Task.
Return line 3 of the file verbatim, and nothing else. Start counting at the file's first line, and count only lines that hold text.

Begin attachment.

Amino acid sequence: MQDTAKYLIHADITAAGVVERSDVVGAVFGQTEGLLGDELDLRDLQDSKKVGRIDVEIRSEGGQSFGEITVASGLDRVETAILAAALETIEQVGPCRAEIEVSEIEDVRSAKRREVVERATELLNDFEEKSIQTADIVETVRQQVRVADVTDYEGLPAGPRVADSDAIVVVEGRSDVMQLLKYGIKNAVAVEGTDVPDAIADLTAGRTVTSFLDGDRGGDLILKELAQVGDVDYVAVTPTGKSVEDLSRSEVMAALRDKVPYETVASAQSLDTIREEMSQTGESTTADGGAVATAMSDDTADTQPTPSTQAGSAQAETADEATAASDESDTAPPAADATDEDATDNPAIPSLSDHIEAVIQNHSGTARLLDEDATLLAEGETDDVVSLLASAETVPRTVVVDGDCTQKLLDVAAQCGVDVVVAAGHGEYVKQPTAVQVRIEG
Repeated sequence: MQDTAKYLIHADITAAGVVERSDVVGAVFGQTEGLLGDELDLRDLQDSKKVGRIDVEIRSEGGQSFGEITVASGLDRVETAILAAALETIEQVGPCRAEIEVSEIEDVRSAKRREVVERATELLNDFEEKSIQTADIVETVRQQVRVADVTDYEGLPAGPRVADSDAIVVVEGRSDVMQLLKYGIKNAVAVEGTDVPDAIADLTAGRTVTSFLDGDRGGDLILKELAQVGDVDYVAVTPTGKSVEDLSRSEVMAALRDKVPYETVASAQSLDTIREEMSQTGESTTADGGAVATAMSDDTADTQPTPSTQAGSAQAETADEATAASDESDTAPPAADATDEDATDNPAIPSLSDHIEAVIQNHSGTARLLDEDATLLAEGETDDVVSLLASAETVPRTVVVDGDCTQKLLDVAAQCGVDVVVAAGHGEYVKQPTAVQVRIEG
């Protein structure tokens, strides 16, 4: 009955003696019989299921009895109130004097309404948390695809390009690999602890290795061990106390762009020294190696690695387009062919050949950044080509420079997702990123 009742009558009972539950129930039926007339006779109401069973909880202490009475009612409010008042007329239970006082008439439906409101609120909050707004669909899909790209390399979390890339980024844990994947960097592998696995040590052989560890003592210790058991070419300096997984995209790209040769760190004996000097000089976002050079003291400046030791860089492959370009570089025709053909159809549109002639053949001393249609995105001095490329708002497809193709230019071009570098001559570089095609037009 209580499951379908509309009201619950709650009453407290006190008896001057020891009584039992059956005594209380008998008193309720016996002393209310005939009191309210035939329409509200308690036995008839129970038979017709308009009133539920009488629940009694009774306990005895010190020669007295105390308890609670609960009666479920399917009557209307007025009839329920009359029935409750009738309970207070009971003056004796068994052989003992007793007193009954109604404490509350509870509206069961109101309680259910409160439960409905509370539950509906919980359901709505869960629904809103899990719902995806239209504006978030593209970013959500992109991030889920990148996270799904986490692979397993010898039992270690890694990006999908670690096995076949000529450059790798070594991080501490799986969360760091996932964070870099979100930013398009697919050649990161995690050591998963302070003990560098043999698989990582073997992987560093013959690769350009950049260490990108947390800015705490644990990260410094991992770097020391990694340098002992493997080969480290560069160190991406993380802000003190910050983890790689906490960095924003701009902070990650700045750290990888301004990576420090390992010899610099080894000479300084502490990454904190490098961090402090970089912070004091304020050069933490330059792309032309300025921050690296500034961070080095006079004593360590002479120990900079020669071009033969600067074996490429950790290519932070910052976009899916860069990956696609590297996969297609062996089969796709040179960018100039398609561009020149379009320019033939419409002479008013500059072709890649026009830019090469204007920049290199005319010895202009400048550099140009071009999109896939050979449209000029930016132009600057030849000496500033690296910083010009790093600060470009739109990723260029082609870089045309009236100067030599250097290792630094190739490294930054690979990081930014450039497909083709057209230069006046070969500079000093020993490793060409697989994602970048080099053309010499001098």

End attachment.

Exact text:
């Protein structure tokens, strides 16, 4: 009955003696019989299921009895109130004097309404948390695809390009690999602890290795061990106390762009020294190696690695387009062919050949950044080509420079997702990123 009742009558009972539950129930039926007339006779109401069973909880202490009475009612409010008042007329239970006082008439439906409101609120909050707004669909899909790209390399979390890339980024844990994947960097592998696995040590052989560890003592210790058991070419300096997984995209790209040769760190004996000097000089976002050079003291400046030791860089492959370009570089025709053909159809549109002639053949001393249609995105001095490329708002497809193709230019071009570098001559570089095609037009 209580499951379908509309009201619950709650009453407290006190008896001057020891009584039992059956005594209380008998008193309720016996002393209310005939009191309210035939329409509200308690036995008839129970038979017709308009009133539920009488629940009694009774306990005895010190020669007295105390308890609670609960009666479920399917009557209307007025009839329920009359029935409750009738309970207070009971003056004796068994052989003992007793007193009954109604404490509350509870509206069961109101309680259910409160439960409905509370539950509906919980359901709505869960629904809103899990719902995806239209504006978030593209970013959500992109991030889920990148996270799904986490692979397993010898039992270690890694990006999908670690096995076949000529450059790798070594991080501490799986969360760091996932964070870099979100930013398009697919050649990161995690050591998963302070003990560098043999698989990582073997992987560093013959690769350009950049260490990108947390800015705490644990990260410094991992770097020391990694340098002992493997080969480290560069160190991406993380802000003190910050983890790689906490960095924003701009902070990650700045750290990888301004990576420090390992010899610099080894000479300084502490990454904190490098961090402090970089912070004091304020050069933490330059792309032309300025921050690296500034961070080095006079004593360590002479120990900079020669071009033969600067074996490429950790290519932070910052976009899916860069990956696609590297996969297609062996089969796709040179960018100039398609561009020149379009320019033939419409002479008013500059072709890649026009830019090469204007920049290199005319010895202009400048550099140009071009999109896939050979449209000029930016132009600057030849000496500033690296910083010009790093600060470009739109990723260029082609870089045309009236100067030599250097290792630094190739490294930054690979990081930014450039497909083709057209230069006046070969500079000093020993490793060409697989994602970048080099053309010499001098």